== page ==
Veronica, the nursing supervisor came back at some point. She walked up to the foot of Zung’s bed and frowned. Then she started talking to the nurses, in Spanish of course, and it was clear she was not happy about something. The nurses looked at her like she had a screw loose. What I could gather was she didn’t like the fact that Zung still had that flowered bedspread. They took it away (the other beds in the ICU didn’t have it). She also didn’t like that his sheets were not neat looking. So, the nurses straightened his covers. Then she smiled at us. Zung was given a handful of Plavix (literally, eight of them) and she was the one who gave them to him.
We waited. I asked them to get Zung some water and they did. A couple of minutes later they told him not to drink any more water. They put compression stockings on him. I was glad for my background as a nurse so I knew what was going on. They nurses spoke pretty decent English, but communication definitely was an issue. We had trouble with words like “straw” and “washcloth.”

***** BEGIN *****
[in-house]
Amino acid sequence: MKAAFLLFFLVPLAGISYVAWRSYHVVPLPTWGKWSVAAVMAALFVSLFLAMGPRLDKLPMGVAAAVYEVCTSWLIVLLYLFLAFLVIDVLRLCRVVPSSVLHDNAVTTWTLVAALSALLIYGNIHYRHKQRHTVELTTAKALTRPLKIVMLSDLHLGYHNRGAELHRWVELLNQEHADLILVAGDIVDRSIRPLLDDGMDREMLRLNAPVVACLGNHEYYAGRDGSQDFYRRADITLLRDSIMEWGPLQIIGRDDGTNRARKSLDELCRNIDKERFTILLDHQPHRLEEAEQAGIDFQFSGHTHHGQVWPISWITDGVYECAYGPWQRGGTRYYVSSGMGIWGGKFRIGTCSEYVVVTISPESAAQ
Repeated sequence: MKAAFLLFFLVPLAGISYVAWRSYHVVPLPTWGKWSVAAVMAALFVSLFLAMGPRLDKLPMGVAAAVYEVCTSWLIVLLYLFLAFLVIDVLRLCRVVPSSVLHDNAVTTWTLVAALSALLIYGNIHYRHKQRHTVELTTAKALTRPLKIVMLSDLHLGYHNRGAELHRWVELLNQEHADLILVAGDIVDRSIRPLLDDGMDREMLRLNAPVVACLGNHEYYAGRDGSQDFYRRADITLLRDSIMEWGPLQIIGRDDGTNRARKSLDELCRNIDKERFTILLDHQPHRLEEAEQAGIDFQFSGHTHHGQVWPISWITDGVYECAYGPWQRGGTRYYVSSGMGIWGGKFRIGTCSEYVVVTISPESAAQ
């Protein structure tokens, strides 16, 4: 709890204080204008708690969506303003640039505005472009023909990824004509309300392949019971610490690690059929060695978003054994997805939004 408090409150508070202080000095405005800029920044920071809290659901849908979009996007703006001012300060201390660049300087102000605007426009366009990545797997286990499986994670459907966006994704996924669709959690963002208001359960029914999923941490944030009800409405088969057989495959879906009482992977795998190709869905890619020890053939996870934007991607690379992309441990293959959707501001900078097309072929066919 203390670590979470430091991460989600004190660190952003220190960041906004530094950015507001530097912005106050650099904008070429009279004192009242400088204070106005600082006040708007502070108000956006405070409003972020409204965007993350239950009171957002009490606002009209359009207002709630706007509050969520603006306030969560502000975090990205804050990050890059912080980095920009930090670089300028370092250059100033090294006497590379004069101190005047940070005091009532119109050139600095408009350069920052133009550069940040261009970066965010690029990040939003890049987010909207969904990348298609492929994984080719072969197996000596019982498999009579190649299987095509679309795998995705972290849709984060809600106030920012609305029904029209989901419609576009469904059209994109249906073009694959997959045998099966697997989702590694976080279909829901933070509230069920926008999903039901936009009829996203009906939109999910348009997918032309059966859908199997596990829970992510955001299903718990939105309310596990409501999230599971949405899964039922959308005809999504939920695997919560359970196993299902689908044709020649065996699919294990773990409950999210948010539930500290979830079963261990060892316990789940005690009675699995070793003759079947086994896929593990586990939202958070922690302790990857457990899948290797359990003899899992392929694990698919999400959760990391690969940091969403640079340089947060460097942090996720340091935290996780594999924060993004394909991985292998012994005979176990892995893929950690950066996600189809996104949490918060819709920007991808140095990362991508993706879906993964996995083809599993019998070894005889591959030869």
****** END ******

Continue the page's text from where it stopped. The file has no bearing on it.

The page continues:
The wait seemed to never end. I went to the nurse’s station (it was just across from his bed) and asked how much longer. She replied, “Some minutes.” Ummmmm, how many? Five? Thirty? She went and got Dr. Basave and he said it would be “some” minutes. Okay, I think my head is going to explode. This is an example of a communication issue.
It was a Saturday and they probably had to call a crew in from home.
Finally they were taking him. I kissed him good-bye, told him I loved him and went to wait. I could either wait in the lobby area or the coffee shop. The information desk said I should wait in the coffee shop, which is just off the lobby. I called Susie at some point and she had asked if I wanted her to come to the hospital. It was really all I could do to hold it together for myself and Zung. I really didn’t want to have to be strong in front of the kids, so I told her to stay at the hotel.